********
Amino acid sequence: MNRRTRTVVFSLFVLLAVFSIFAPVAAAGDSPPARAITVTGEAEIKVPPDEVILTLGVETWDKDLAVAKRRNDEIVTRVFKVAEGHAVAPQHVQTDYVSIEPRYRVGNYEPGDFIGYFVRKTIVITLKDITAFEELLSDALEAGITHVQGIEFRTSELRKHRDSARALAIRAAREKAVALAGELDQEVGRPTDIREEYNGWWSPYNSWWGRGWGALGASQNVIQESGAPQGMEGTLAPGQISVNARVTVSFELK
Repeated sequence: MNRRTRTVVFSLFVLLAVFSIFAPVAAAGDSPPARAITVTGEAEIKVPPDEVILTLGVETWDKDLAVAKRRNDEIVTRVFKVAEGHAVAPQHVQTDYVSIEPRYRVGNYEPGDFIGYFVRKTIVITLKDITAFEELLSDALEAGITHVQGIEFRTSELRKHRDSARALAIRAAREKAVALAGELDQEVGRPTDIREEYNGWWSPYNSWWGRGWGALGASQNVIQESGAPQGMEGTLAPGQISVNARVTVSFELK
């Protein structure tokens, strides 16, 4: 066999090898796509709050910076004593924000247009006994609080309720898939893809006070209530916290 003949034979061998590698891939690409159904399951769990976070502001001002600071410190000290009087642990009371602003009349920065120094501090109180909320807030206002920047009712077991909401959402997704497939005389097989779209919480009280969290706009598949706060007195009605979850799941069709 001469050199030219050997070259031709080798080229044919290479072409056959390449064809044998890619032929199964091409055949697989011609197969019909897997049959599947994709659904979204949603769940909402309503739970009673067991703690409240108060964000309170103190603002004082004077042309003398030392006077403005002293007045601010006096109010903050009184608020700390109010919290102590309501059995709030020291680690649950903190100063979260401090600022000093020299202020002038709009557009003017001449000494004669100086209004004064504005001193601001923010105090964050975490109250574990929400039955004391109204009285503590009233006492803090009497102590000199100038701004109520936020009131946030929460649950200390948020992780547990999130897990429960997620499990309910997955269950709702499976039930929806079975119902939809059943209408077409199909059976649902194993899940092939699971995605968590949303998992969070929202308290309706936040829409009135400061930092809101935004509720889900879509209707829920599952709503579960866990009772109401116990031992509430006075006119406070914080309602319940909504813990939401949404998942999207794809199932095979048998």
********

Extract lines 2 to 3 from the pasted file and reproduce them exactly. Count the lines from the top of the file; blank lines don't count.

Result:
Repeated sequence: MNRRTRTVVFSLFVLLAVFSIFAPVAAAGDSPPARAITVTGEAEIKVPPDEVILTLGVETWDKDLAVAKRRNDEIVTRVFKVAEGHAVAPQHVQTDYVSIEPRYRVGNYEPGDFIGYFVRKTIVITLKDITAFEELLSDALEAGITHVQGIEFRTSELRKHRDSARALAIRAAREKAVALAGELDQEVGRPTDIREEYNGWWSPYNSWWGRGWGALGASQNVIQESGAPQGMEGTLAPGQISVNARVTVSFELK
């Protein structure tokens, strides 16, 4: 066999090898796509709050910076004593924000247009006994609080309720898939893809006070209530916290 003949034979061998590698891939690409159904399951769990976070502001001002600071410190000290009087642990009371602003009349920065120094501090109180909320807030206002920047009712077991909401959402997704497939005389097989779209919480009280969290706009598949706060007195009605979850799941069709 001469050199030219050997070259031709080798080229044919290479072409056959390449064809044998890619032929199964091409055949697989011609197969019909897997049959599947994709659904979204949603769940909402309503739970009673067991703690409240108060964000309170103190603002004082004077042309003398030392006077403005002293007045601010006096109010903050009184608020700390109010919290102590309501059995709030020291680690649950903190100063979260401090600022000093020299202020002038709009557009003017001449000494004669100086209004004064504005001193601001923010105090964050975490109250574990929400039955004391109204009285503590009233006492803090009497102590000199100038701004109520936020009131946030929460649950200390948020992780547990999130897990429960997620499990309910997955269950709702499976039930929806079975119902939809059943209408077409199909059976649902194993899940092939699971995605968590949303998992969070929202308290309706936040829409009135400061930092809101935004509720889900879509209707829920599952709503579960866990009772109401116990031992509430006075006119406070914080309602319940909504813990939401949404998942999207794809199932095979048998």